A key reason that many Americans are turned off by politics is that they don’t experience news sportscasters who are on their side. The average American, if she reads The New York Times, would feel like a Chicagoan watching the Cubs game on St. Louis TV. Her team hits a home run and the sportscaster is melancholy. Her team strikes out, and the sportscaster does a dance. Who wouldn’t be turned off?
The day after the budget deal, we should have had a National Day of Gloating Over Wall Street because Social Security once again evaded the knives of the Wall Street greedheads. The day after the United States didn’t bomb Syria, we should have had a National Day of Gloating Over AIPAC and the Neocons. But the US news media was so sad! No Social Security cuts. No new war. What is America coming to?
Now the US news media is so sad because Afghan President Hamid Karzai won’t follow Washington’s orders. You can’t find good help these days! Washington has written an agreement for Karzai to sign that would enable US troops to stay in the country after 2014. But Karzai says he won’t sign unless the United States agrees to do two things: transfer Afghan prisoners from Gitmo to Afghanistan and start the peace talks with the Afghan Taliban to end the war.
According to the US news media, the fact that Karzai is holding out risks disaster. What’s the terrible thing that could happen if there’s no agreement? All US forces would have to withdraw from Afghanistan.
But from the point of view of most Americans, this would be no disaster. If all US forces were withdrawn from Afghanistan, most Americans would be totally delighted.
Moreover, Karzai’s demands are just demands that are quite consistent with stated US policy. It’s stated US policy to close Gitmo, which means that the people who are held there have to be sent somewhere else. We should be delighted that Afghanistan wants to take its prisoners back. It’s stated US policy to try to start peace talks with the Afghan Taliban. Indeed, the Obama administration tried to transfer Afghan Taliban prisoners from Gitmo to Qatar to start peace talks with the Afghan Taliban.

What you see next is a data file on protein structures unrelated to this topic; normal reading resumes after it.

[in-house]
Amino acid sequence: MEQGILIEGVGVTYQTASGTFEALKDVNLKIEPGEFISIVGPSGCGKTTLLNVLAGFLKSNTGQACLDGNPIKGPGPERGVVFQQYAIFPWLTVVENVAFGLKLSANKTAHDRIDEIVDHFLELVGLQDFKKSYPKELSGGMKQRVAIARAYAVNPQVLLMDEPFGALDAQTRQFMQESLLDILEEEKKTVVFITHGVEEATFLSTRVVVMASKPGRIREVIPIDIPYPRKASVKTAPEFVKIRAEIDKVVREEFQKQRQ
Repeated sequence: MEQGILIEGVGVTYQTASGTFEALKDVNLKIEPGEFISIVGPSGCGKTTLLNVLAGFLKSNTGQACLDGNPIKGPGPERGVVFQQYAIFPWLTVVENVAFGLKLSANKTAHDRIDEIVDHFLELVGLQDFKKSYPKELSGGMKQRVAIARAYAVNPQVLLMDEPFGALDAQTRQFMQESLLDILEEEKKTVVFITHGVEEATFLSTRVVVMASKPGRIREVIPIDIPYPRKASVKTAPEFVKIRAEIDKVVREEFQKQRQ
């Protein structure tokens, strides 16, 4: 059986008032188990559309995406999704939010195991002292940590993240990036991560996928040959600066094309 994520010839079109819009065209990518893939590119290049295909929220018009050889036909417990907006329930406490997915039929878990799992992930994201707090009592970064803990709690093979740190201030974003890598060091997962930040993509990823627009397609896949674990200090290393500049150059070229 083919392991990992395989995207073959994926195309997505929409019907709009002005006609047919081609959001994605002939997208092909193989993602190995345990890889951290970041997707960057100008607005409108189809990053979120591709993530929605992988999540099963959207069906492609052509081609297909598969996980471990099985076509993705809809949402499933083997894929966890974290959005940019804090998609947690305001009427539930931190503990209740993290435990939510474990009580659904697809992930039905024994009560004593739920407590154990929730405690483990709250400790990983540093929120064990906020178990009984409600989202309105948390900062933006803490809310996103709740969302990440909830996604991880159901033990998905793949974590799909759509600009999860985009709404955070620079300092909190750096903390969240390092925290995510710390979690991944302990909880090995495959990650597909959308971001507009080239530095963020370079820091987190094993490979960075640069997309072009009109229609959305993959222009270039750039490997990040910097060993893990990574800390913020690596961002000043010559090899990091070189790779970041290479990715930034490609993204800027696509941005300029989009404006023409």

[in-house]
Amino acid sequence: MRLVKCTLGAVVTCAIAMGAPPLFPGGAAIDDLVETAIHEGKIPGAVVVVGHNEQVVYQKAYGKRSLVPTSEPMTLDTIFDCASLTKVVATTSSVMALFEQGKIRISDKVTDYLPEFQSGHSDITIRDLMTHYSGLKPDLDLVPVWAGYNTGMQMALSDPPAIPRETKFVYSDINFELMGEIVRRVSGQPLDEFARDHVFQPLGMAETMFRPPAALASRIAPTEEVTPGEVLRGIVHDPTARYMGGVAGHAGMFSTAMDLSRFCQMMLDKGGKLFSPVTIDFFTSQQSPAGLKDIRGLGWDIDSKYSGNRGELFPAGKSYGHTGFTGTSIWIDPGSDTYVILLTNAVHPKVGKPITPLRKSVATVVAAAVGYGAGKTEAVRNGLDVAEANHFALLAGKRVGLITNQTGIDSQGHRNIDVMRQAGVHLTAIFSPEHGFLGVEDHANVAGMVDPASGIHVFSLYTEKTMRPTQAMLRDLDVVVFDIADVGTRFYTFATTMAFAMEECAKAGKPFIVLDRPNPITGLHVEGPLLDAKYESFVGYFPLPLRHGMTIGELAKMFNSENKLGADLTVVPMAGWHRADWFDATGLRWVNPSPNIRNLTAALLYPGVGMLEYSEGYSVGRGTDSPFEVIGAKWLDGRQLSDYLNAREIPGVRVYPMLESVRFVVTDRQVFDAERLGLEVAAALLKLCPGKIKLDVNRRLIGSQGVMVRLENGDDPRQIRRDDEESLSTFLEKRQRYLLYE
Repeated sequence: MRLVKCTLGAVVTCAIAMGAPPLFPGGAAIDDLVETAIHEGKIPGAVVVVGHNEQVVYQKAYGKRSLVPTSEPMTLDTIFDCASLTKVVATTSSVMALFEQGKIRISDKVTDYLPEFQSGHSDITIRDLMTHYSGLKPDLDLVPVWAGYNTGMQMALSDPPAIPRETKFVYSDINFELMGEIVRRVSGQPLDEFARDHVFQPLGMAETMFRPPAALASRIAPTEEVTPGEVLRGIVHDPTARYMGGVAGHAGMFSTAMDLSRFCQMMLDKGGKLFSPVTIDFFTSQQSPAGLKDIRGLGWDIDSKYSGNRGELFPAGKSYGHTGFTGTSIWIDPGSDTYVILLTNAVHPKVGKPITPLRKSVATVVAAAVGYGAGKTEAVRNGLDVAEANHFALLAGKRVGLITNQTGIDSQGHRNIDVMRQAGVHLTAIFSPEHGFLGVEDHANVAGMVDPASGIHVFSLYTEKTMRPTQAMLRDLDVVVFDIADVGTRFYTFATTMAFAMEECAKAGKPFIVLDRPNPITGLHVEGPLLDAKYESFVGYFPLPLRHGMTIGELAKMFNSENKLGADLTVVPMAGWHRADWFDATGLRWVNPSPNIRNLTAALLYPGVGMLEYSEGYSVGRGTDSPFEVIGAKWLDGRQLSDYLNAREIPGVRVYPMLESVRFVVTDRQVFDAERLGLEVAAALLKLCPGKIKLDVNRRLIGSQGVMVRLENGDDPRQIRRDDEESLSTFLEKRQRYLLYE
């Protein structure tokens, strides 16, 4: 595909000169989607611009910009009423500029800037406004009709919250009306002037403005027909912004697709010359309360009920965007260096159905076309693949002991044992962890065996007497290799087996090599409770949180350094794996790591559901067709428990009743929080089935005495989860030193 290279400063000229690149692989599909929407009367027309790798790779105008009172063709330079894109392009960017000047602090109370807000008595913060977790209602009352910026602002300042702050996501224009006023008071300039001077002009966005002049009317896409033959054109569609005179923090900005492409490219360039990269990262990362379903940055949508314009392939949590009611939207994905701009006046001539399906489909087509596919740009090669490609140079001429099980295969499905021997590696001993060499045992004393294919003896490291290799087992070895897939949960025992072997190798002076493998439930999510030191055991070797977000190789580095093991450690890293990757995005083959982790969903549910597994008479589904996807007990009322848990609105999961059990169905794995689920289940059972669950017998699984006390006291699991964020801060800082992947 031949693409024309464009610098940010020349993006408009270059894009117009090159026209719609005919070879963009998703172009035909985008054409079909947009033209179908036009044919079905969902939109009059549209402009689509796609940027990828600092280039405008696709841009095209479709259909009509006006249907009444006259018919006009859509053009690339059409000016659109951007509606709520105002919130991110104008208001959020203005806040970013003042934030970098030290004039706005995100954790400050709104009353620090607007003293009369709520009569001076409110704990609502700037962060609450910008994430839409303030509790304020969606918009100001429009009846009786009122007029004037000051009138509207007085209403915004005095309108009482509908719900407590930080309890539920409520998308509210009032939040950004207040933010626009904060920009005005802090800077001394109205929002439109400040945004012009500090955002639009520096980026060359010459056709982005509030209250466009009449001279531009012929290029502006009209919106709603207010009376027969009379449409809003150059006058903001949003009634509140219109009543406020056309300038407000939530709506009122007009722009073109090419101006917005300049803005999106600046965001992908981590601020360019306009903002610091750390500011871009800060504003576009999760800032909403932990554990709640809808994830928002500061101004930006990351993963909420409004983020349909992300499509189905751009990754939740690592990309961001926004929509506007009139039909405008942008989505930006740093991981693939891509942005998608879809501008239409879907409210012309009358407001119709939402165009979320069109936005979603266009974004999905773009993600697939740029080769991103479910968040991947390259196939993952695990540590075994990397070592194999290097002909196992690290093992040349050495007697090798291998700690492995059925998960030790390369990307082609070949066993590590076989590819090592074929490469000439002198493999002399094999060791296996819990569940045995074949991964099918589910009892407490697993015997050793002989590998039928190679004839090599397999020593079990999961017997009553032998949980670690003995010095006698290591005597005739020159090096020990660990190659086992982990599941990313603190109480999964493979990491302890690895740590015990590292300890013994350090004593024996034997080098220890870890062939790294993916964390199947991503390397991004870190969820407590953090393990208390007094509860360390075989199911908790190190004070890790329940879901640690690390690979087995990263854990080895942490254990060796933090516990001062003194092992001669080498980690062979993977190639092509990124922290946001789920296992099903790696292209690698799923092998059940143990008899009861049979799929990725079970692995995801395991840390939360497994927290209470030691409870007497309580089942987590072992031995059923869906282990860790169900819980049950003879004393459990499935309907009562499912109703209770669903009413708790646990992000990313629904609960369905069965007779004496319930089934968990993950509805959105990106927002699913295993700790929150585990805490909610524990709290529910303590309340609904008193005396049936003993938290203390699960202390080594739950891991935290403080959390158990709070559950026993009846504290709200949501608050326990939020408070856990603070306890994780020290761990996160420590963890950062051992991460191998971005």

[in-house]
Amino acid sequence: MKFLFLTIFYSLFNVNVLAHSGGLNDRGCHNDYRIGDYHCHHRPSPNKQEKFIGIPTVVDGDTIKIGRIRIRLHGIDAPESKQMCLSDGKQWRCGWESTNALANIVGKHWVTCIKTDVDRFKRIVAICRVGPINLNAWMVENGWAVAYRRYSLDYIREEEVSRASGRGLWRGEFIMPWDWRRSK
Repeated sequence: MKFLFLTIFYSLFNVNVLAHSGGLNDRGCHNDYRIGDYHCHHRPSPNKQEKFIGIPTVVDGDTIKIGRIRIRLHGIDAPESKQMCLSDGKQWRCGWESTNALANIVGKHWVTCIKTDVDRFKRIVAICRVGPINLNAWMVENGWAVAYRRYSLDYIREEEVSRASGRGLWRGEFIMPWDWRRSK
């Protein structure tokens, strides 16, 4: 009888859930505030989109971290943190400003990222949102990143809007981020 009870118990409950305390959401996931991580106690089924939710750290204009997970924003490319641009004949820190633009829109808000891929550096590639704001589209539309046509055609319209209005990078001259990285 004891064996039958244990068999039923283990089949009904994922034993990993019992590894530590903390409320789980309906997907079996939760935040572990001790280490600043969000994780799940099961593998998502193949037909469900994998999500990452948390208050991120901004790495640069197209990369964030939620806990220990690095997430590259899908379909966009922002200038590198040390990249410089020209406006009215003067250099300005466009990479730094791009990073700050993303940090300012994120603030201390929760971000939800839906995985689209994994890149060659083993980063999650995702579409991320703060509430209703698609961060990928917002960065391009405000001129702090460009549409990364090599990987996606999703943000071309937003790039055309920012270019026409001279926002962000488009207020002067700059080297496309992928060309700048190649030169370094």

What was the holdup? Congress, we were told. Republicans in Congress opposed the transfer of Afghan Taliban prisoners from Gitmo. Obama’s hands were tied.
But Obama’s hands were tied because he didn’t try very hard to loosen them. The wimpiness of the Obama administration has been greatly exaggerated. When it really wants something, it fights for it. Look what’s happening now in Congress with the Iran nuclear deal. Republicans threatened to tank the negotiations by passing new sanctions on Iran. The administration fought back – it actually got up off its butt, went down to Capitol Hill and lobbied Congress. And, so far, there are no new Congressional sanctions.
The administration could do this on transferring the Afghan Taliban prisoners from Gitmo to start the peace talks. It actually could get up off its butt and go lobby Congress to permit the deal to go through. But it hasn’t, not because it couldn’t, but because it doesn’t care enough.
And this is why Karzai’s negotiating strategy is totally rational. He has to make Washington care enough to implement its own stated policy.
From the point of view of the interests of the majority of Americans, it’s win-win for Karzai to stand tall. If Washington calls his bluff, US troops come home and we win. If Washington caves to Karzai’s demands, the peace talks start and the war starts to wind down. This means that if US troops stay, they are much less likely to be blown up, and if the peace holds, the US troops will come home, because there will be no excuse for their presence and their departure is sure to be a condition of a final peace deal. So either way, Karzai’s stand leads to US troops not being blown up and coming home.
In particular, the fate of one US soldier is directly tied to the prisoner transfer. Bowe Bergdahl comes home when the Afghan Taliban prisoners leave Gitmo.
And here’s another reason that Karzai’s stand is in our interest: Washington is trying to get a deal to keep US troops in Afghanistan without getting Congressional approval. So the administration’s claim that it was urgent to get a deal by the end of the year served two purposes. The first purpose was to pressure Karzai to sign. The second purpose was to get a deal ahead of any Congressional vote. If you get the deal ahead of a Congressional vote, you can say to Congress the deal is done. It’s too late. If you vote no now, you’re going to undermine the president. You’re going to undermine US foreign policy. But if the deal can be delayed until next summer – which US officials now admit is the case – it’s very likely that we can get a Congressional vote first, because the House typically considers the National Defense Authorization Act in the late spring. And that’s the perfect venue for an amendment against keeping US troops in Afghanistan.
So if the US news media represented the interests of the majority of Americans, here’s what it would be saying: President Karzai, stand tall. Don’t cave to Washington’s pressure. Hold out for the prisoner transfer and the start of peace talks.
You can urge President Obama to transfer the prisoners and start the peace talks here.